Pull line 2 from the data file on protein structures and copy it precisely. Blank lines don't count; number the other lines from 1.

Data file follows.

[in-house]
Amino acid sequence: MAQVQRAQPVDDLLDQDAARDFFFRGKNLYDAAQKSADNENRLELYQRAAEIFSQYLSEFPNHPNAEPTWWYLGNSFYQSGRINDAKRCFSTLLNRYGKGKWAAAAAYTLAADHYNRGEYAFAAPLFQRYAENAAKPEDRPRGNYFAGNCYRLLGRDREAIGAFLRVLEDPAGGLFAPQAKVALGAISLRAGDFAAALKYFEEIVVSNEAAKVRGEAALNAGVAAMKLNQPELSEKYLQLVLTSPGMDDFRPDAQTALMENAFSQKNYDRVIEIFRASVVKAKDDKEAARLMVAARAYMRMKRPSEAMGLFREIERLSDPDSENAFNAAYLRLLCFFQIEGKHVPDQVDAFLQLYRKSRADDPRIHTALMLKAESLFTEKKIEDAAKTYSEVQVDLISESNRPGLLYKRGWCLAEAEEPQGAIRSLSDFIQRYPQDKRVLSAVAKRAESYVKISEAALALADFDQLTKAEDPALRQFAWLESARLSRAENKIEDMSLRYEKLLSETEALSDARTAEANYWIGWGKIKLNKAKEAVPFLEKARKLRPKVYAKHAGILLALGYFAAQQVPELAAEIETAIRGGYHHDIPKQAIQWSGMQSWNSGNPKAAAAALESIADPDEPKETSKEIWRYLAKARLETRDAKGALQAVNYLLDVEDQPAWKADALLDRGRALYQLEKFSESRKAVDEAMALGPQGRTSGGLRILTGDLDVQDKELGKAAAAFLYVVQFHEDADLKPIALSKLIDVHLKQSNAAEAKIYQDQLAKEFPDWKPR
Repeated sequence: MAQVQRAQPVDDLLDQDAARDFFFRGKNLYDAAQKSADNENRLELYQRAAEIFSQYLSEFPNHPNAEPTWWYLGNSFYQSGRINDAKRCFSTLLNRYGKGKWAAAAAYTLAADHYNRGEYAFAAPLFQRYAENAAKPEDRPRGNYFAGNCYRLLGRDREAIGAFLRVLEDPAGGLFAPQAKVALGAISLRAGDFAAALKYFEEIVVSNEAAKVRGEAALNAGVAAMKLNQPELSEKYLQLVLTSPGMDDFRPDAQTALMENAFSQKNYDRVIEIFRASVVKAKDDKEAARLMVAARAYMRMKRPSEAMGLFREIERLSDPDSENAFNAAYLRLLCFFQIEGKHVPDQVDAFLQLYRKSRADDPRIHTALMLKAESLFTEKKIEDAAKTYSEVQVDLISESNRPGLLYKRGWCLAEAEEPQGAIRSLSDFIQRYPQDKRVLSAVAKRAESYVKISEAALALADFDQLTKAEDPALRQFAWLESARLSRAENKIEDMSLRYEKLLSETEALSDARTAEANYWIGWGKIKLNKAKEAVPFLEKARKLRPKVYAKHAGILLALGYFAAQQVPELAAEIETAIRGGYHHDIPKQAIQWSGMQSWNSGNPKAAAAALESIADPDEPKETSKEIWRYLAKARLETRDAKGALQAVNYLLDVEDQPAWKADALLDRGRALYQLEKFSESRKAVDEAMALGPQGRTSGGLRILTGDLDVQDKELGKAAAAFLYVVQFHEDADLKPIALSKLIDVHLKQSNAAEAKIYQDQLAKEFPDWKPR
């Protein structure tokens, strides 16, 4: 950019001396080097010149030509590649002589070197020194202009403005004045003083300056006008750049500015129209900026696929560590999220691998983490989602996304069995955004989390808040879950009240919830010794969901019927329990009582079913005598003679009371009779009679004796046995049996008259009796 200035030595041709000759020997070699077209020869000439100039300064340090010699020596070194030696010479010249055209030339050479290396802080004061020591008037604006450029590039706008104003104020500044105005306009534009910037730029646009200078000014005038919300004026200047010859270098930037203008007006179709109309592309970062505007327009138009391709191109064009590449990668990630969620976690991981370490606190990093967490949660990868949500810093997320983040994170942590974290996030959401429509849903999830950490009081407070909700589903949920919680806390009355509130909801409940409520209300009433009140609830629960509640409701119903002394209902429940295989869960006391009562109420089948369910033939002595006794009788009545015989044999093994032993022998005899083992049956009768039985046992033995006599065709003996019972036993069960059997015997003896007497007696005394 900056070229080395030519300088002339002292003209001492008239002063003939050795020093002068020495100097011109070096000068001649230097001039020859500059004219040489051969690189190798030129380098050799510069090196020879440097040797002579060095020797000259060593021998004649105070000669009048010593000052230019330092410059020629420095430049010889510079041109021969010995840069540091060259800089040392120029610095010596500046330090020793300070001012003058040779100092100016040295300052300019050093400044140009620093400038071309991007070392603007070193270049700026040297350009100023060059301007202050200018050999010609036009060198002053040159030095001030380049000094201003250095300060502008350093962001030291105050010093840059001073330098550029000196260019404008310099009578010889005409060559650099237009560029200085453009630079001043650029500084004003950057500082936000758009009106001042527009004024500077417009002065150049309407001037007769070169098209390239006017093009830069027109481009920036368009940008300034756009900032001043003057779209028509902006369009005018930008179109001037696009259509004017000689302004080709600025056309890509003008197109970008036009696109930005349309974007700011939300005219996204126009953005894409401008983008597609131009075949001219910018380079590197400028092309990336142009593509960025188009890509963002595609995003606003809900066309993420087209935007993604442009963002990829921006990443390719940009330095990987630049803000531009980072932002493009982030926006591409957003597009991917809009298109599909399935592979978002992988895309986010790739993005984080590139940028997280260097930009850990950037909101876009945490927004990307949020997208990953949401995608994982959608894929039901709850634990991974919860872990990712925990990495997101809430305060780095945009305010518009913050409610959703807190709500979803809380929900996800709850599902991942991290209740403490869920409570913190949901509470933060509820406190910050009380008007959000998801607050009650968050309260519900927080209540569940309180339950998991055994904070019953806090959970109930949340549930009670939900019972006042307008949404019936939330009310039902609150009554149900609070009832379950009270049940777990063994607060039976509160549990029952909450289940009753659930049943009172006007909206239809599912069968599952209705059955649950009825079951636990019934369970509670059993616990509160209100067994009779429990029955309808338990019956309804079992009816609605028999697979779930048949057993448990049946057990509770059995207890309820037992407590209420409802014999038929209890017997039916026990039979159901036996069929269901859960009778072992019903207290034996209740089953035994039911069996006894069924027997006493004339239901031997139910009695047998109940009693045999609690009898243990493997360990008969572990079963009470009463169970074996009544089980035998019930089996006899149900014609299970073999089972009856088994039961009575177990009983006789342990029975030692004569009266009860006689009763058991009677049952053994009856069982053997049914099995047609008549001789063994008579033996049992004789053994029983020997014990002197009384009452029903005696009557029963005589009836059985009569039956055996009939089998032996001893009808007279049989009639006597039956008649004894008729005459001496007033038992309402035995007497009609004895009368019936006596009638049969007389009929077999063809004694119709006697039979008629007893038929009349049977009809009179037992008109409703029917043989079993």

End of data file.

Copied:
Amino acid sequence: MAQVQRAQPVDDLLDQDAARDFFFRGKNLYDAAQKSADNENRLELYQRAAEIFSQYLSEFPNHPNAEPTWWYLGNSFYQSGRINDAKRCFSTLLNRYGKGKWAAAAAYTLAADHYNRGEYAFAAPLFQRYAENAAKPEDRPRGNYFAGNCYRLLGRDREAIGAFLRVLEDPAGGLFAPQAKVALGAISLRAGDFAAALKYFEEIVVSNEAAKVRGEAALNAGVAAMKLNQPELSEKYLQLVLTSPGMDDFRPDAQTALMENAFSQKNYDRVIEIFRASVVKAKDDKEAARLMVAARAYMRMKRPSEAMGLFREIERLSDPDSENAFNAAYLRLLCFFQIEGKHVPDQVDAFLQLYRKSRADDPRIHTALMLKAESLFTEKKIEDAAKTYSEVQVDLISESNRPGLLYKRGWCLAEAEEPQGAIRSLSDFIQRYPQDKRVLSAVAKRAESYVKISEAALALADFDQLTKAEDPALRQFAWLESARLSRAENKIEDMSLRYEKLLSETEALSDARTAEANYWIGWGKIKLNKAKEAVPFLEKARKLRPKVYAKHAGILLALGYFAAQQVPELAAEIETAIRGGYHHDIPKQAIQWSGMQSWNSGNPKAAAAALESIADPDEPKETSKEIWRYLAKARLETRDAKGALQAVNYLLDVEDQPAWKADALLDRGRALYQLEKFSESRKAVDEAMALGPQGRTSGGLRILTGDLDVQDKELGKAAAAFLYVVQFHEDADLKPIALSKLIDVHLKQSNAAEAKIYQDQLAKEFPDWKPR